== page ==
When I first heard that the Grand Jury had decided not to indict Officer Darren Wilson for the shooting death of unarmed 18-year-old Michael Brown, I had some anger. Today I've been looking up what I could find and reflecting on the issues.

photo by BBC
My Unitarian Universalist faith is famously rational. My heart cries for justice – and its habit is to ask my head to help it figure out what the heck that means in a particular case.

We’ve got big problems, and they require our commitment of hearts and heads. I would like to be indignant about the Grand Jury’s decision, but the fact is I’m not sure they were wrong in this particular case. I am sure, though, that there are big wrongs in our land.

What Happened
11:54 a.m. Michael Brown and Dorian Johnson leave Ferguson Market and Liquor. Surveillance video shows Mr. Brown stealing some cigarillos. They walk along West Florissant Avenue and then in the middle of the street on Canfield Drive.
12:01 p.m. Officer Darren Wilson arrives, alone in his police vehicle. Speaking through his window, he tells the two men to move to the sidewalk. He sees that Mr. Brown fits the description of a suspect in a convenience store theft.
12:02 p.m. Officer Wilson makes a call to the dispatcher about the two men. He positions his S.U.V. to block the two men as well as traffic. There is an altercation between Officer Wilson and Mr. Brown, who is standing at the window of the vehicle. Officer Wilson fires two shots from inside the vehicle, one likely grazing Mr. Brown’s thumb, and the other missing him. Mr. Brown runs east. Officer Wilson pursues him on foot. Mr. Brown stops and turns toward Officer Wilson, who also stops. Mr. Brown moves toward Officer Wilson, who fires several more shots. Mr. Brown is fatally wounded. (SOURCE)
Wilson testified that Brown reached into the vehicle and fought for his gun. Wilson fired – plausibly in self-defense at that point. Brown’s blood (evidently from the shot that grazed Brown’s thumb) on the inside of the police vehicle and on Wilson’s clothes indicates that Brown had reached in the vehicle. Some witnesses said Brown punched Wilson while Brown was partly in the vehicle.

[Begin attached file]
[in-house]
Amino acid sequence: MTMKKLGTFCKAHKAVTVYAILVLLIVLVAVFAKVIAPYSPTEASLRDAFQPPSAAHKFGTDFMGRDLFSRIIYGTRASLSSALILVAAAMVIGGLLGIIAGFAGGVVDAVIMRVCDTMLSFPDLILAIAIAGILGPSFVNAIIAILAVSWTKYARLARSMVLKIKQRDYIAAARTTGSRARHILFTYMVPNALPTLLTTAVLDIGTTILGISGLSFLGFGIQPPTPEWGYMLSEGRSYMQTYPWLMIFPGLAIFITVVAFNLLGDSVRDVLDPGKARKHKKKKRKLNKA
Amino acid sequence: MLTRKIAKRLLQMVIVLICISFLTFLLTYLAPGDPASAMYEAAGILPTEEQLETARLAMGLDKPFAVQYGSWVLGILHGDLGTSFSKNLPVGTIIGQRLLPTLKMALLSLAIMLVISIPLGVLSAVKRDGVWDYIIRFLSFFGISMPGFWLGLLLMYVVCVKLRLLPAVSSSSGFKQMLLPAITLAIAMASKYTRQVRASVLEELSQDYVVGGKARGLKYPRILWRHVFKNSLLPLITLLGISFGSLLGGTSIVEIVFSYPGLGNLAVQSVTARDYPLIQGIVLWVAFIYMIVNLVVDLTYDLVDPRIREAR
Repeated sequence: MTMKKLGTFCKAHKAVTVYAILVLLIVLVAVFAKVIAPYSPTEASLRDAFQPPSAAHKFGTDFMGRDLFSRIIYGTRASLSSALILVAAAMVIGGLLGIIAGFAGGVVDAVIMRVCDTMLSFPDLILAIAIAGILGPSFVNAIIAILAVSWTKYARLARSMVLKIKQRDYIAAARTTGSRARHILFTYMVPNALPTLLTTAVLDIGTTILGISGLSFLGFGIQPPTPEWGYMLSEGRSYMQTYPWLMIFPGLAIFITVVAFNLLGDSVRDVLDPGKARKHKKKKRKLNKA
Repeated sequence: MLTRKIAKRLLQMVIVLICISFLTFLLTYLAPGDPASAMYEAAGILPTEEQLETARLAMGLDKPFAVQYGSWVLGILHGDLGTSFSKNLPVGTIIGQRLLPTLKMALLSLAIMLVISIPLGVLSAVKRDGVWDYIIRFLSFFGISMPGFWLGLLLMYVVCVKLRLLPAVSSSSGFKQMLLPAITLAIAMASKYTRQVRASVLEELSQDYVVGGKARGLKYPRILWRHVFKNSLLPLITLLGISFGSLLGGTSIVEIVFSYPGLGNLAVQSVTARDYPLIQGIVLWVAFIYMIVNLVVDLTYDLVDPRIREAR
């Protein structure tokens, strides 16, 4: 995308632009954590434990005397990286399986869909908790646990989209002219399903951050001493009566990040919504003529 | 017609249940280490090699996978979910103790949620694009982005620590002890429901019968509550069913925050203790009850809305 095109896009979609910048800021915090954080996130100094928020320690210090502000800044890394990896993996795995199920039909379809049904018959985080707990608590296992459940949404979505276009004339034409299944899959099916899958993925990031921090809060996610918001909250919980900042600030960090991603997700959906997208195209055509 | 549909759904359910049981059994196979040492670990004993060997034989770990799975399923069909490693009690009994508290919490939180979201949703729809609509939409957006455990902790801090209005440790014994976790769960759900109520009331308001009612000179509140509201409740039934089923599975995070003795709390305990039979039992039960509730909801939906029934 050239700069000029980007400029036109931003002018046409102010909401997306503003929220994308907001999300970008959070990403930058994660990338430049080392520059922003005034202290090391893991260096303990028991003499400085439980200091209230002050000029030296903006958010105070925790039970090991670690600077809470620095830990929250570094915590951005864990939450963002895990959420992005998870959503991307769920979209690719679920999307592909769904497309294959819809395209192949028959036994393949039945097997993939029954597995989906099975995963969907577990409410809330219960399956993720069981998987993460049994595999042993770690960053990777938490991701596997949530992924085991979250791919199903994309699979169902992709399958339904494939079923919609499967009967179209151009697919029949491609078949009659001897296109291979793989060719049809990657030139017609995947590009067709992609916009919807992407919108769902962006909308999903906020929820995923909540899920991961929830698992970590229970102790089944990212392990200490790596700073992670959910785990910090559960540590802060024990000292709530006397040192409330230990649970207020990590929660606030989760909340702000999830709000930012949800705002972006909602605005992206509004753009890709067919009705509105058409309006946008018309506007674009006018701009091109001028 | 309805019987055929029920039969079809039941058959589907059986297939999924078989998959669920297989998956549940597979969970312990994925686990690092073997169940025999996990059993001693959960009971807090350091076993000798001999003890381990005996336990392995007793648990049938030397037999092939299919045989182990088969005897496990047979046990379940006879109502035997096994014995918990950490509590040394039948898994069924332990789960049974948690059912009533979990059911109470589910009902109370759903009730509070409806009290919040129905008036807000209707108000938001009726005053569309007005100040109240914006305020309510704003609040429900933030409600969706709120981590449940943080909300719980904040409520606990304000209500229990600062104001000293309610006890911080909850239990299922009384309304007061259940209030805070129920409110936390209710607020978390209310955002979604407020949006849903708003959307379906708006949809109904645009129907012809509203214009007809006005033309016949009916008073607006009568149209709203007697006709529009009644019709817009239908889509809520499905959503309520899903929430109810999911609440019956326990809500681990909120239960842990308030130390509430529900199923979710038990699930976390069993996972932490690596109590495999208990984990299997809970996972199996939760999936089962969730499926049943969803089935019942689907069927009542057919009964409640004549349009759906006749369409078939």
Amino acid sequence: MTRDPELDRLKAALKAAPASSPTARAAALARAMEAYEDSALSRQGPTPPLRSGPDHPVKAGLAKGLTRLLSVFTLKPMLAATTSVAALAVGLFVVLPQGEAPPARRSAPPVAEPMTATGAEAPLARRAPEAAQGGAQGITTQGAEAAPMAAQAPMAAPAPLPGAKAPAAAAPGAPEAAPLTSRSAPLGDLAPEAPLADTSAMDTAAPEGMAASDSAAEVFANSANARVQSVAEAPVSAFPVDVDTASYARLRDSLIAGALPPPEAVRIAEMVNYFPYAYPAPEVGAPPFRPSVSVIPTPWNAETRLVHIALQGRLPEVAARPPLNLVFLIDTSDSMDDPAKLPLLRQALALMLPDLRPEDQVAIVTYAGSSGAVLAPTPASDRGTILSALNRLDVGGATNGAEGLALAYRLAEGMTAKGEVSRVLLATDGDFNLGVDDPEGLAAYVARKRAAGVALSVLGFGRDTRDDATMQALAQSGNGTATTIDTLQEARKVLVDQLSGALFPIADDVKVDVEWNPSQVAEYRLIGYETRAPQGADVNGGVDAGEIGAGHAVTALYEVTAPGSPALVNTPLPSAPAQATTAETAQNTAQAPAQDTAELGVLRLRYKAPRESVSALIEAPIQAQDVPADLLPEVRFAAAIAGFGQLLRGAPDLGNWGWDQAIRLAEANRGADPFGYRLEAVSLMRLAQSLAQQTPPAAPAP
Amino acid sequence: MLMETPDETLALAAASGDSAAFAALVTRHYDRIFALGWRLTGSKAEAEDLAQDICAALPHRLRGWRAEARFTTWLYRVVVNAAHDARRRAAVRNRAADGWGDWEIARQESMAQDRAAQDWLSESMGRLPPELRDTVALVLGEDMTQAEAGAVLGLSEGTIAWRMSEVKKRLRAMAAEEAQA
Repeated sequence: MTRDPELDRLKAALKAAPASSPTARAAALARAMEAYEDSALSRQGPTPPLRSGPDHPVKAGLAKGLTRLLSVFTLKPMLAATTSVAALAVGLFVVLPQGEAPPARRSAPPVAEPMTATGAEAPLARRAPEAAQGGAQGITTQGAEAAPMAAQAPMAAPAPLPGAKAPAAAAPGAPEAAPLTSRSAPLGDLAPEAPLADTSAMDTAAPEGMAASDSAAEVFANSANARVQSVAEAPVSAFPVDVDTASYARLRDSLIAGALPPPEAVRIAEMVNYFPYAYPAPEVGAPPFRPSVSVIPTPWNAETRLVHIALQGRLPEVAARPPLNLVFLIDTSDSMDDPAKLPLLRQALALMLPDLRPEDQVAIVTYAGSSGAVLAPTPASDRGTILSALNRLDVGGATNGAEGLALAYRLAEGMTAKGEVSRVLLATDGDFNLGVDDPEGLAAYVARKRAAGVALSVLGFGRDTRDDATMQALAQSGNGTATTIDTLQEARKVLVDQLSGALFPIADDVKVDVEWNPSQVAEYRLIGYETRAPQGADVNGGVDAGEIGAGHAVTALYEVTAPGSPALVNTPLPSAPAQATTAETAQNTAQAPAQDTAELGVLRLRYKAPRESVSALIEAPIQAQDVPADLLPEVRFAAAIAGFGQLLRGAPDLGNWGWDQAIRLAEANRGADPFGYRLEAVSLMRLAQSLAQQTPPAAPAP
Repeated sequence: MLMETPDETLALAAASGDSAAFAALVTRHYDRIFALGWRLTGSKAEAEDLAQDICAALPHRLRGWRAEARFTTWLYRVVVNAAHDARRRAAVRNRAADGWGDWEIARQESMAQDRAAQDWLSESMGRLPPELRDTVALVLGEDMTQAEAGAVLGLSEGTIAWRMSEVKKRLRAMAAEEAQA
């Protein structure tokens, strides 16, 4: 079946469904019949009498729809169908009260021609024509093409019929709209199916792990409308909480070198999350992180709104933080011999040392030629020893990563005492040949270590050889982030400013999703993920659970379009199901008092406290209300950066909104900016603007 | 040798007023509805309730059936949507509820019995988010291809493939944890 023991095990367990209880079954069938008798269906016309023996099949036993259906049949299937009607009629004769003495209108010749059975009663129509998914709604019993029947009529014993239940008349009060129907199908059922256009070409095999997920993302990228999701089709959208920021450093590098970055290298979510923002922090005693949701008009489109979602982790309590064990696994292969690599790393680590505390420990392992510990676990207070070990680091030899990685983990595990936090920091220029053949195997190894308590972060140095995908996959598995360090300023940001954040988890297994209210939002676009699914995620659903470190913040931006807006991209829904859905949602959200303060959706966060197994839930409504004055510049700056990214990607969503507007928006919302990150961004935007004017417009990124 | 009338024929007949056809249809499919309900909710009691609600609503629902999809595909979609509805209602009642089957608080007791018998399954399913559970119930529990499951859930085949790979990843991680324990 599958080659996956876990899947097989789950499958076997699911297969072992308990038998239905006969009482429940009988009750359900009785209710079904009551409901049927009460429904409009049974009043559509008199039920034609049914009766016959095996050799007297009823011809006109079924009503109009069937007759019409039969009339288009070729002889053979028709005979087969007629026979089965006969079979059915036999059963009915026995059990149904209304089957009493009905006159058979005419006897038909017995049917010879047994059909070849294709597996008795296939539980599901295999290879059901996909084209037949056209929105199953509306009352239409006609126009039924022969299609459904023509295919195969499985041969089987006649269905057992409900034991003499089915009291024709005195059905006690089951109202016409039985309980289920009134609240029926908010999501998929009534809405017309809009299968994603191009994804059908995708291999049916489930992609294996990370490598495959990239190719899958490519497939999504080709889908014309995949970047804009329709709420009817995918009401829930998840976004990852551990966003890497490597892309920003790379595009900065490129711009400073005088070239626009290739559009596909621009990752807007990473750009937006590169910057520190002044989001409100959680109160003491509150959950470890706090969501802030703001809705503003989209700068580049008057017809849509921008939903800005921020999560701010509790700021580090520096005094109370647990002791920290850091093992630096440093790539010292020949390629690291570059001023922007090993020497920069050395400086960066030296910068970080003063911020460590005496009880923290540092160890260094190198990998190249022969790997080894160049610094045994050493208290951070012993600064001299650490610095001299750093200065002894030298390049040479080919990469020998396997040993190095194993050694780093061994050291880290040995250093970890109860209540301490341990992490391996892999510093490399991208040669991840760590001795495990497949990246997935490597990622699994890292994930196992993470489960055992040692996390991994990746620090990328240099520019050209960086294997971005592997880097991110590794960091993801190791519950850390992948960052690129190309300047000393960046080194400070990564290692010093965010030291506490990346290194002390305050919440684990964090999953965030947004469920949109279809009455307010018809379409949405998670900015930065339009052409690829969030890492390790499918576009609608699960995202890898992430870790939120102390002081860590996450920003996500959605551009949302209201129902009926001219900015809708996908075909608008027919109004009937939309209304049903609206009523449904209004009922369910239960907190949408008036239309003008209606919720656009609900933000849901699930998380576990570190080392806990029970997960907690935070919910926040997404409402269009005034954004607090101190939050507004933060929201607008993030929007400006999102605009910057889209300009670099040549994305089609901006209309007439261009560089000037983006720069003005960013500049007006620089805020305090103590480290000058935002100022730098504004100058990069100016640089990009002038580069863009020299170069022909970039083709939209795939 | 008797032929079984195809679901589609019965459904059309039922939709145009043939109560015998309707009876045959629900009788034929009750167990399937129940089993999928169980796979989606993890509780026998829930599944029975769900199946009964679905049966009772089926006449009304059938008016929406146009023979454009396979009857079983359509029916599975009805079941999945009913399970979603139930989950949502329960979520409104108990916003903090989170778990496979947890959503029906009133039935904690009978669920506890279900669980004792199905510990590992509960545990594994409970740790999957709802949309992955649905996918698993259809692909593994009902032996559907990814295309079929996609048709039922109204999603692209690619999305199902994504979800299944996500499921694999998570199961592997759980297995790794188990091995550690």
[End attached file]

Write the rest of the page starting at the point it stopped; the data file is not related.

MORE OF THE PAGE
Brown then ran 150 feet from the car. Wilson pursued. Brown then ran 25 feet back toward Wilson. Perhaps Brown was trying to indicate surrender. Witnesses differ on whether his hands were up. Wilson interpreted Brown’s move toward him as a charge, a re-initiation of the assault. Wilson fired 10 more times – a total of 12 shots (counting the two fired in the vehicle). The autopsy said Brown was struck with at least 6 bullets – one in the right hand, fired from inside the vehicle, plus 5 more hits – three in the right arm and two in the head. As many as 6 of Wilson’s 12 shots missed entirely. No bullets struck Brown from behind.

Under those circumstances, I, too, might have found that Wilson acted within the guidelines for use of lethal force. Maybe. Maybe not.

Even so . . .

The fact remains that Michael Brown was unarmed. We need our guidelines and trainings to better ensure that alternatives to lethal force are used when an assailant is unarmed.

Moreover, it remains likely that race played a role and that Wilson would have been less likely to have shot a white man in similar circumstances.

It’s About Police Brutality and Growing Police Militarization